Some methadone maintenance advocates say that you always need to be on methadone. But you don’t buy that and want to fight your addiction. I can’t speak about your individual situation, because I am not your therapist. But I like to believe it is possible.
Obviously, others will look at your efforts and say, “When Randy gets below a certain level of opiates, he can’t function. He becomes depressed, his body fails him, and so on.” This seems to be what doctors are telling you.
But one thing you are set on doing is improving your life, and there are many ways to keep doing that – methadone or not — things you don’t talk much about, like exercise, family, friends, work, helping others.
I am copying this e-mail to a couple of people who advocate methadone maintenance, and have much experience with it, to see if they have additional advice or referrals for you.
(We asked Bob Newman, Director of the Chemical Dependency Institute for his input on this readers question. The following is Bobs response)
A somewhat different perspective than Dr. Peele’s.
My view is that when someone has had a problem of life-and-death significance (as you had with opiates), which has made it essentially impossible to function normally (as in your case), and precluded great personal and professional success (as it did in your case), and then that person has the enormous good fortune of finding a medication that has essentially no side effects and that reverses all of the terrible consequences of the condition (as has been your experience with methadone), and then finds that as this safe and effective medication is withdrawn the pain and fears associated with the underlying problem return – then the question for me is why in the world would you want to risk everything by persistent effort to stop the medication?
the question for me is why in the world would you want to risk everything by persistent effort to stop the medication?
Yes, there are dumb people – including without question a great many healthcare providers – who view methadone as an evil substance and those who receive it as stupid or weak of bad people.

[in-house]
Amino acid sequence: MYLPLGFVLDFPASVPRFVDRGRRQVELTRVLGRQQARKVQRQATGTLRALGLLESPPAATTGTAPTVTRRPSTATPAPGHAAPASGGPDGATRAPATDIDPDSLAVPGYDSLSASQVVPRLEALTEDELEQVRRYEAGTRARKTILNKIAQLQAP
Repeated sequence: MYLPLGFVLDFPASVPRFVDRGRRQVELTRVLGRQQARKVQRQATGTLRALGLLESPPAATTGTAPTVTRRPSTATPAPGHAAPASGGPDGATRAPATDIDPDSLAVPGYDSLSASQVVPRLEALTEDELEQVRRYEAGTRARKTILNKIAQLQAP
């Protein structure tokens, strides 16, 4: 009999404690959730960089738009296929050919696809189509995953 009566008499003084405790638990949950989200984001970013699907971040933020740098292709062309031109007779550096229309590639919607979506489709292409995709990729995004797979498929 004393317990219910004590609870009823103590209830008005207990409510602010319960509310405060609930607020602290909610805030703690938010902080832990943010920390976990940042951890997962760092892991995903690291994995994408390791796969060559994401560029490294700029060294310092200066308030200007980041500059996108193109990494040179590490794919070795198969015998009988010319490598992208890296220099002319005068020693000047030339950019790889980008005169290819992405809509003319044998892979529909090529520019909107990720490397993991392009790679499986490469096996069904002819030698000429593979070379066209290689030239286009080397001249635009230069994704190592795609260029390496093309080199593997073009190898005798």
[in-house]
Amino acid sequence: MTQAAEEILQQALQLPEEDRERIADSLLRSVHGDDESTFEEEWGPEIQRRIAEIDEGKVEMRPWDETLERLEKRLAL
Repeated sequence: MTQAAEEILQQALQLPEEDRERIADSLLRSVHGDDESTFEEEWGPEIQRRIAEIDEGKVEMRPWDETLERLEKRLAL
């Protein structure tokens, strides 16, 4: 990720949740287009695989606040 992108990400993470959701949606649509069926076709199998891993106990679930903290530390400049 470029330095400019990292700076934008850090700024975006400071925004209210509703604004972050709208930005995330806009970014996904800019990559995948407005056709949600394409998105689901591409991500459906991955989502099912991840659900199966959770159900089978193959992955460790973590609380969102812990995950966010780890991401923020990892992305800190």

But hell, life is full of dumb people, but why seek to gain their approval by putting one’s very life on the line?
No one “likes” to take medicine.
Who “likes” taking insulin, or antidepressant meds, or cardiac arrhythmia or hypertension meds, or even vitamins for that matter?
And almost everyone on those meds knows that there are folks with the same problem(s) who manage to overcome the need for the meds (e.g., diabetics can overcome their insulin dependency by exercise, diet, stress-reduction, etc etc etc).
But while it’s nice to do what one can to be free of the medication, is it worth risking one’s personal and professional success, happiness, health and very life?
I don’t think so.
Obviously, if a patient – any patient – wants to overcome the need for a medication – any medication – physicians should do all they can to assist. But at the same time, it would be unethical not to ensure the patient has thought through the potential benefits and the potential risks of such a course.
My own views reflect the fact that I draw absolutely no moral or medical judgments based on whether a former heroin user is living a healthy, self-fulfilling, personally gratifying life with or without methadone or other medication, any more than I consider a recovering alcoholic a better or healthier person if s/he does or doesn’t attend AA meetings, take antabuse, rely on yoga, or whatever.
If someone who was largely unable to function with heroin and whose life was at risk several times a day with each and every shot of the drug is today leading a good life, I could care less as a physician, friend, employer, father or whatever whether that person is a graduate of a residential treatment facility, was or is taking methadone, found the way to abstinence through Christ (or through Islam), or just plain stopped without any support at all.
Whatever you do, I wish you the best.
Director, Chemical Dependency Institute
Beth Israel Medical Center
Thanks for taking the time to give your inputs. Bob, you don’t think I’m one of those dumb people, do you? The only thing I think you miss in your heartfelt answer is Randy’s own repeated drive to get free of drugs.
Never (hell, it would cheapen greatly the meaning of the Lindesmith Award which you and I both received – the dumb people are those Bill refers top in his message – the doctors and others who blame whatever difficulties a person has on the methadone. You can use my response in any way in any forum you wish – it’ll be an honor.